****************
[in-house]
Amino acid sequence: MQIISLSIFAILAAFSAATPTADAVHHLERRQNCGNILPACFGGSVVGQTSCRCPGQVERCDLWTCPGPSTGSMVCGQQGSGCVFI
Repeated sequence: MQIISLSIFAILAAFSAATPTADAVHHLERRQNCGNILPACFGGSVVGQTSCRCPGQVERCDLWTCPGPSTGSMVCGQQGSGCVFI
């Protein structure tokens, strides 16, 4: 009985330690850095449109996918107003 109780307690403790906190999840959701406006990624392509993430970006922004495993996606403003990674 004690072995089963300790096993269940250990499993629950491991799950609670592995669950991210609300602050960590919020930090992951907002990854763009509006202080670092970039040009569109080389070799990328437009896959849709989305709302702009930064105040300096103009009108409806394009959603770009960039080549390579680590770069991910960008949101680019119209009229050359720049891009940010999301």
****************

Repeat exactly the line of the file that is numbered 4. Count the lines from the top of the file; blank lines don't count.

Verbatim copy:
């Protein structure tokens, strides 16, 4: 009985330690850095449109996918107003 109780307690403790906190999840959701406006990624392509993430970006922004495993996606403003990674 004690072995089963300790096993269940250990499993629950491991799950609670592995669950991210609300602050960590919020930090992951907002990854763009509006202080670092970039040009569109080389070799990328437009896959849709989305709302702009930064105040300096103009009108409806394009959603770009960039080549390579680590770069991910960008949101680019119209009229050359720049891009940010999301």